Feeling anxious about coronavirus? You are not alone

HOUSTON – If you are feeling an increase in stress and anxiety during this time, you are not alone. How do you know if you are dealing with anxiety? What can you do?

“It’s absolutely common for people to feel anxiety over something like this,” said Christine Reed, a licensed clinical social worker. “This has been named a worldwide pandemic, and just those words can sound awfully scary.”

Anxiety is when you have excessive thoughts of fear and worry. The coronavirus pandemic is something we don’t have much control over. Reed explains when we are feeling powerless, we tend to think about the worst kinds of things that can happen. Since we are in unknown territory right now, you may be feeling stressed out.

“In order to respond to that, it’s helpful to practice mindfulness, and also to practice a balance in terms of your thinking,” Reed said.

Anxiety can also trigger a panic attack with rapid breathing, heart racing and sweating. Reed said the best way to stop a panic attack is to try and control your breathing and give yourself calm messages.

“A lot of times when we are scared we do shallow breathing and that increases our heart rate which then increases a sense of anxiety,” Reed explained.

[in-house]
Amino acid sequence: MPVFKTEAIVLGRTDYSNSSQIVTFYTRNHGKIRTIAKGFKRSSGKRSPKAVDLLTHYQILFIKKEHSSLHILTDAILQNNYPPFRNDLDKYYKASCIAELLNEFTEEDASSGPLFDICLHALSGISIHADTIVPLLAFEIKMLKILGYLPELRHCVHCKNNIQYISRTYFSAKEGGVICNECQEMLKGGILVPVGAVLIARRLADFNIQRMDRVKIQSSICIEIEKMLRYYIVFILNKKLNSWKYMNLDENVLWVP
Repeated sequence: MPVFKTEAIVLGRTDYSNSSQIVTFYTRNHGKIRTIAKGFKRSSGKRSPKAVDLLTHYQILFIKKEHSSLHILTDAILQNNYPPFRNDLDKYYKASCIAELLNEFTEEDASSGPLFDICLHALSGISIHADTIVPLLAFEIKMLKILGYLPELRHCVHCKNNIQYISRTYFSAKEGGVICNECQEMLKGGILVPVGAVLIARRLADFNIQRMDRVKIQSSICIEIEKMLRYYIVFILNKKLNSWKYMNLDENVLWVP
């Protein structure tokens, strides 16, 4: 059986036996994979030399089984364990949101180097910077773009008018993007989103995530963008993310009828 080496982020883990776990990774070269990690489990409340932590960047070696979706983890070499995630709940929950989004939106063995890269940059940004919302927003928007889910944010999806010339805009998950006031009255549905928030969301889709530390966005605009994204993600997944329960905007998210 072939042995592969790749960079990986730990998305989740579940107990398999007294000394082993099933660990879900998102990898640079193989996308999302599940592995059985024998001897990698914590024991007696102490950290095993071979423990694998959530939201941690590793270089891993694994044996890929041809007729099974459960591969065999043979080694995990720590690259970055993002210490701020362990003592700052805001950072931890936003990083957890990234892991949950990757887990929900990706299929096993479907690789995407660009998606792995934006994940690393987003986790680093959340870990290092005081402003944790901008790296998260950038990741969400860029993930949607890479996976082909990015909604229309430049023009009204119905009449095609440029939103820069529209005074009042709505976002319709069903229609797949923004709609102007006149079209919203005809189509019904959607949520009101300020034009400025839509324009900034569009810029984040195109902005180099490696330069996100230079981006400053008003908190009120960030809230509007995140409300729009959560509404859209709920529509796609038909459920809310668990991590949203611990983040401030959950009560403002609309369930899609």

Reed said you can combat anxiety by making a plan for things that feel out of control. This can be simple things like meal planning or making lists for what the kids will do while they are out of school.

Does my child have anxiety?

For kids, anxiety and fear may look different. While we may recognize the signs of stress, you may need to look extra careful at our kids. Reed said kids may not have the right words to tell you they are feeling anxious or worried. Anxiety may be demonstrated in behavior changes.

"For instance, not being able to eat, not being able to sleep or being irritable and angry, or sad," she explains. "And keep the lines of communication open so that you can help them deal with their struggles about their feelings."

It’s important to not avoid talking to your kids about the situation and let them know it’s normal to have extra feelings right now. Sometimes, the best thing you can do is to speak to them calmly and be that sense of security they need.

“Convey a sense of empathy, understanding, calmness, and security. Sometimes that might mean holding them, touching them so you can help pass that sense of calmness on to your child,” Reed said.

Reed also tells parents to be aware of their language and how they are acting. Kids pick up on stress, so if you are stressed, they likely are too.

Helpful tips to help kids

  • Maintain a routine, especially at bedtime
  • Limit media coverage
  • Ask them if they have questions, give honest (brief) answers

The Centers for Disease Control and Prevention has advice about how to talk to kids about coronavirus.